Thursday, April 08, 2010

Jam with Faraway Musicians Via Your Laptop: Ohm Studio

Music has always been a collaborative art form. The first popular records were made by bringing all musicians into a studio full of microphones, recording them live all at once. With the advent of multitrack audiotape, each instrument could be recorded a track at a time, and thus, you could get a drummer or a pianist in there one day, then bring in a vocalist on another.

This multitrack metaphor still remains today in digital audio workstation software (or DAW). But there's still the problem of finding good musicians to meet up with you and jam. With the Internet and email and file-sharing, that's much easier. Assuming you find people through any number of sites, you can fling the tracks back and forth to each other wherever you might be -- in your garage in Seattle, or on a Wi-Fi accessible beach in Fiji. But that's still annoying.

Now there's Ohm Studio, a DAW with a social network back-end plus an optimized file-sharing engine within the app. Sounds good, but there are already quite a few DAWs out there. Pro Tools, Sonar, Logic Pro, Ableton Live, Acid, Cubase, Record, Reaper to name a few. Would be great if the social media back-end were an open API so that each DAW developer could tap into it. A standard, like the virtual instrument plugin standard "VST". Ah well.

Someday very soon you can be sitting on the beach, acting like you're the hot shot producer in the control room as you type to your artist "More cowbell."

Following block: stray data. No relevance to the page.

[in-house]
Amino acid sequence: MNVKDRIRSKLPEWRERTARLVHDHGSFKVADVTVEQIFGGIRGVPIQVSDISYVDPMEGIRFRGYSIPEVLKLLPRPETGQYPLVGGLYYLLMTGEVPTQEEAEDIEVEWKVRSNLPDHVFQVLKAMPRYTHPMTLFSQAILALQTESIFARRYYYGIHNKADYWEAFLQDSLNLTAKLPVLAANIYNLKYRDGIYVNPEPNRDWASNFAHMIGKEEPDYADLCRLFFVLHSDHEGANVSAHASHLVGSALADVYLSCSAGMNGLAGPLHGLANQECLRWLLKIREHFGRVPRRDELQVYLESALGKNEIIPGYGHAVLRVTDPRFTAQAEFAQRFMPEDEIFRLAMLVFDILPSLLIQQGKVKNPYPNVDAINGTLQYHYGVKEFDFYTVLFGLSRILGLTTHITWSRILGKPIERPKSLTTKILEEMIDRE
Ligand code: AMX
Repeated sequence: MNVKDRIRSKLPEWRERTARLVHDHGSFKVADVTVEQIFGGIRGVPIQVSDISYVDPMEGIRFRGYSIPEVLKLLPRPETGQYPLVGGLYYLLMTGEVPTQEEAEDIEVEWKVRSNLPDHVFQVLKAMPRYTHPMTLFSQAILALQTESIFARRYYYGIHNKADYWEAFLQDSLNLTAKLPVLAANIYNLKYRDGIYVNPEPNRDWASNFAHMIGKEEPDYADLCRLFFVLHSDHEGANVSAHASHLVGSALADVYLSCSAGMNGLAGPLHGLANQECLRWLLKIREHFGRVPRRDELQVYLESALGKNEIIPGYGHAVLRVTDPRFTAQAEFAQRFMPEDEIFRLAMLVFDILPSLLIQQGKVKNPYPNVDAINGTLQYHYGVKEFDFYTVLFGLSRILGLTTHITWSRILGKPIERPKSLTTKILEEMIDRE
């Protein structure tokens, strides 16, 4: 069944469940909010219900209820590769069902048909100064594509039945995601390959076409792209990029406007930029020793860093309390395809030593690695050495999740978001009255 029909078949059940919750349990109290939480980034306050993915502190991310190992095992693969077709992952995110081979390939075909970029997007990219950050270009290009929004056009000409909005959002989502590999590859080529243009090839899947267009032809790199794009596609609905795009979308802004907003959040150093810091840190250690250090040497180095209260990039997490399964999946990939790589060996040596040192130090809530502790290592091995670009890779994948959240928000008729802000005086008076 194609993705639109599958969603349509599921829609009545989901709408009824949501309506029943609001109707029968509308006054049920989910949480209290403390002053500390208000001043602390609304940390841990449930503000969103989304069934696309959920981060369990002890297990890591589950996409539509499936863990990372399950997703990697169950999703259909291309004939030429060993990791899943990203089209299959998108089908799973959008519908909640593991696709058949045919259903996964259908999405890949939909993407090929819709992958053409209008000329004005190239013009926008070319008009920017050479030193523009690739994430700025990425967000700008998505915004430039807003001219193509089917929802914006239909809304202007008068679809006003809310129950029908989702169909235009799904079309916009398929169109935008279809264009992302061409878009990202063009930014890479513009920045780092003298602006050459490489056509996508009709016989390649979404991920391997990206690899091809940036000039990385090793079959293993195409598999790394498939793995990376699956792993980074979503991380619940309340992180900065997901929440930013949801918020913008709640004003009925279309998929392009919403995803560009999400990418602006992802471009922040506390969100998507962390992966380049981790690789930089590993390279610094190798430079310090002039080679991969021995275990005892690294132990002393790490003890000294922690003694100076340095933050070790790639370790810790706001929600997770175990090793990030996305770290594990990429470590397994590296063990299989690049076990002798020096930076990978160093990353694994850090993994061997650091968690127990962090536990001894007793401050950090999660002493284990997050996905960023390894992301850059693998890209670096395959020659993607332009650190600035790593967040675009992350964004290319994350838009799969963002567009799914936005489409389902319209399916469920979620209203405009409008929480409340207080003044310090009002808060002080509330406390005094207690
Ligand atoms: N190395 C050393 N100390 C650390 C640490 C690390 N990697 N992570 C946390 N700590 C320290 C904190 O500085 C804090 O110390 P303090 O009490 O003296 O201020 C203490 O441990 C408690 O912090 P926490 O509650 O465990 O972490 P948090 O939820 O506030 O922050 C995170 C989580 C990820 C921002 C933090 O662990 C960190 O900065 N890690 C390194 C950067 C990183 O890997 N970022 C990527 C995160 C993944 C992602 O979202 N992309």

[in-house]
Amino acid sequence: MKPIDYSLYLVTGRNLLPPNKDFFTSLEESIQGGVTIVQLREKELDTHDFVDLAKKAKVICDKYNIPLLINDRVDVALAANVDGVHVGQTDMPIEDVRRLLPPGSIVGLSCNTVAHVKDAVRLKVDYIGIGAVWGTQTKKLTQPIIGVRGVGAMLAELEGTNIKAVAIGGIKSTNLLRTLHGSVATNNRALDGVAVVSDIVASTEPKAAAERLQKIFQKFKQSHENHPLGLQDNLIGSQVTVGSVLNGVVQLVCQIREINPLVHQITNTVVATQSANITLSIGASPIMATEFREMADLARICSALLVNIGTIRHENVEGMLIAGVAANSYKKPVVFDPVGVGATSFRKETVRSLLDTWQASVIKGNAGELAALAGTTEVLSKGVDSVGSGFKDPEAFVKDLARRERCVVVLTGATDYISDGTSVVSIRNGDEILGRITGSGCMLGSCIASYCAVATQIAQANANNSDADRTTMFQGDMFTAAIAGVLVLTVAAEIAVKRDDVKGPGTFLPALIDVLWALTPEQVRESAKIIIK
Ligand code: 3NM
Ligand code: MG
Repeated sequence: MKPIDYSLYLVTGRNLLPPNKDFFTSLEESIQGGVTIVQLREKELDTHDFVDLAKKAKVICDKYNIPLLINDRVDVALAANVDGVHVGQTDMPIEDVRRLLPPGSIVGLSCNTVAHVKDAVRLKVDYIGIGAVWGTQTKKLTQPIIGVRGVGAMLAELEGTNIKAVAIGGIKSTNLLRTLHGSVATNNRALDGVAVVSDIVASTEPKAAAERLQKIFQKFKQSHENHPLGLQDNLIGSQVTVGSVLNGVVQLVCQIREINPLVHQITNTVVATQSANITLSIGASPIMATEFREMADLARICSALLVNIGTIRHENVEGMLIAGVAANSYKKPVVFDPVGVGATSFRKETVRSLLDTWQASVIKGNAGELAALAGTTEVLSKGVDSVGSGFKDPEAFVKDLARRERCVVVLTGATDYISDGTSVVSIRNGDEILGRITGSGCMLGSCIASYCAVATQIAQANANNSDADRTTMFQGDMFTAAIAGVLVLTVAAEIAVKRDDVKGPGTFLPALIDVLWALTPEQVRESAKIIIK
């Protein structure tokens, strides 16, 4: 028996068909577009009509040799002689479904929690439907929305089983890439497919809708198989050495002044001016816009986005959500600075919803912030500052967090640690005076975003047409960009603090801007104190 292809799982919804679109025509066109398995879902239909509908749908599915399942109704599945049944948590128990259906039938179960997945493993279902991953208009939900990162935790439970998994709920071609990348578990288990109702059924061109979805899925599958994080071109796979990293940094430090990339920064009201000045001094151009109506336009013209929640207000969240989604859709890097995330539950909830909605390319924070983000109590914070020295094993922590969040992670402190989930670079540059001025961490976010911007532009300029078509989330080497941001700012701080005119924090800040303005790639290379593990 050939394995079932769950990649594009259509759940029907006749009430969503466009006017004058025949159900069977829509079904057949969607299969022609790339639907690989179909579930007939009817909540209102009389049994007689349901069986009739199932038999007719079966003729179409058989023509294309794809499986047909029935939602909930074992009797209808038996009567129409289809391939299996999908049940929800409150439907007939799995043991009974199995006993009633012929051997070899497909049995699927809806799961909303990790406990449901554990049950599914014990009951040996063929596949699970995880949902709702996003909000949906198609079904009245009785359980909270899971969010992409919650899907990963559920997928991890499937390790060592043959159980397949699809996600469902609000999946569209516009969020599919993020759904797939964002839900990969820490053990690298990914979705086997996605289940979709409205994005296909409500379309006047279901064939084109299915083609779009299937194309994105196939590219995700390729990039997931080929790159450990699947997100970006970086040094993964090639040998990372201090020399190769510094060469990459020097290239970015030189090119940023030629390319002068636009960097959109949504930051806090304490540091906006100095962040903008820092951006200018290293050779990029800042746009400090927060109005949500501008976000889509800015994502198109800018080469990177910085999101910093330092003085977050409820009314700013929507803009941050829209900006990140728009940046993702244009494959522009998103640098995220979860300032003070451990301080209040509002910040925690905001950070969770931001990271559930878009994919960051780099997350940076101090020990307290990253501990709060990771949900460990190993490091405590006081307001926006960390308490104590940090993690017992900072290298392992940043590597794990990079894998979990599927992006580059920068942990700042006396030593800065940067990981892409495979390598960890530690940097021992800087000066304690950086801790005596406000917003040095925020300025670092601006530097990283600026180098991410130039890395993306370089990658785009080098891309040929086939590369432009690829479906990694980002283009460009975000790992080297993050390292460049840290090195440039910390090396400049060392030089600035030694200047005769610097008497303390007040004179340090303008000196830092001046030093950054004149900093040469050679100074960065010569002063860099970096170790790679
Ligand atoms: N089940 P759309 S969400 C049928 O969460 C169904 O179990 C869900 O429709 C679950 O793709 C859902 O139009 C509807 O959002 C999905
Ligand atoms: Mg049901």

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posted by Brian at 9:10 AM 0 comments links to this post

Monday, April 05, 2010

Moby Video Contest

My friends Holly and Dylan created this excellent entry for Moby's "Wait For Me" music video competition. Please have a look and vote for it if you like it.

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Tuesday, March 23, 2010

Piano Improvisor Merton + Random Webcam Chatroom = Viral Hit!

People go onto anonymous webcam chatrooms for a variety of reasons. Loneliness. Boredom. Sexual exploration. But to be serenaded by a hooded improvising piano-player was not one of them, until now.

Merton (not his real name) is now an Internet phenom. His video was seen over 4 million times in less than a week! On his Youtube channel, Merton wrote a note saying he was not Ben Folds, a semi-famous male piano player from Atlanta (of the band Ben Folds Five). As Merton's video became more popular though, some media insisted Merton and Ben Folds were the same guy. Playing up the joke, Ben Folds recorded his own "Ode to Merton" video in front of a 2000 member live audience, complete with hoodie and glasses.

Here is the very first interview with Merton on Mashable.